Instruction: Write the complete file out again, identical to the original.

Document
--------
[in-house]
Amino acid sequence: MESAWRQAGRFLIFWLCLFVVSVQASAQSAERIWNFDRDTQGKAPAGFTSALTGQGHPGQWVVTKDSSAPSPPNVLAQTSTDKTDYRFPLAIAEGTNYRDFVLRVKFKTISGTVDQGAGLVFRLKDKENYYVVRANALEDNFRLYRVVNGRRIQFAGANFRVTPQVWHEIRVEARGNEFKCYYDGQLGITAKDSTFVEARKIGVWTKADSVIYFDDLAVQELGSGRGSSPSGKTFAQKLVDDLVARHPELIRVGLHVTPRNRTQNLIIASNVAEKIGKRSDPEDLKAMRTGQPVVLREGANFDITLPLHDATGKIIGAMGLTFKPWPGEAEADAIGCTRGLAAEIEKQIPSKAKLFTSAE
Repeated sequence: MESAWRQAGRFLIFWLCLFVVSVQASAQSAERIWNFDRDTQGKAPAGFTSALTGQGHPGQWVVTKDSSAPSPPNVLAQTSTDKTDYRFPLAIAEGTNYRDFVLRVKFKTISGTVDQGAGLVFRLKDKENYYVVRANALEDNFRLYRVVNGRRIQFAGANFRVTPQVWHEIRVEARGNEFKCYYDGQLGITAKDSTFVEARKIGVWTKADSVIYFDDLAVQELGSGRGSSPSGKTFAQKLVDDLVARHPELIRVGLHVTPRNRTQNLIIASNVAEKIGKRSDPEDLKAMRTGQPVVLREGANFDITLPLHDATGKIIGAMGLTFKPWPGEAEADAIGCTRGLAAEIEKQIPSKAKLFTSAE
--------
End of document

[in-house]
Amino acid sequence: MESAWRQAGRFLIFWLCLFVVSVQASAQSAERIWNFDRDTQGKAPAGFTSALTGQGHPGQWVVTKDSSAPSPPNVLAQTSTDKTDYRFPLAIAEGTNYRDFVLRVKFKTISGTVDQGAGLVFRLKDKENYYVVRANALEDNFRLYRVVNGRRIQFAGANFRVTPQVWHEIRVEARGNEFKCYYDGQLGITAKDSTFVEARKIGVWTKADSVIYFDDLAVQELGSGRGSSPSGKTFAQKLVDDLVARHPELIRVGLHVTPRNRTQNLIIASNVAEKIGKRSDPEDLKAMRTGQPVVLREGANFDITLPLHDATGKIIGAMGLTFKPWPGEAEADAIGCTRGLAAEIEKQIPSKAKLFTSAE
Repeated sequence: MESAWRQAGRFLIFWLCLFVVSVQASAQSAERIWNFDRDTQGKAPAGFTSALTGQGHPGQWVVTKDSSAPSPPNVLAQTSTDKTDYRFPLAIAEGTNYRDFVLRVKFKTISGTVDQGAGLVFRLKDKENYYVVRANALEDNFRLYRVVNGRRIQFAGANFRVTPQVWHEIRVEARGNEFKCYYDGQLGITAKDSTFVEARKIGVWTKADSVIYFDDLAVQELGSGRGSSPSGKTFAQKLVDDLVARHPELIRVGLHVTPRNRTQNLIIASNVAEKIGKRSDPEDLKAMRTGQPVVLREGANFDITLPLHDATGKIIGAMGLTFKPWPGEAEADAIGCTRGLAAEIEKQIPSKAKLFTSAE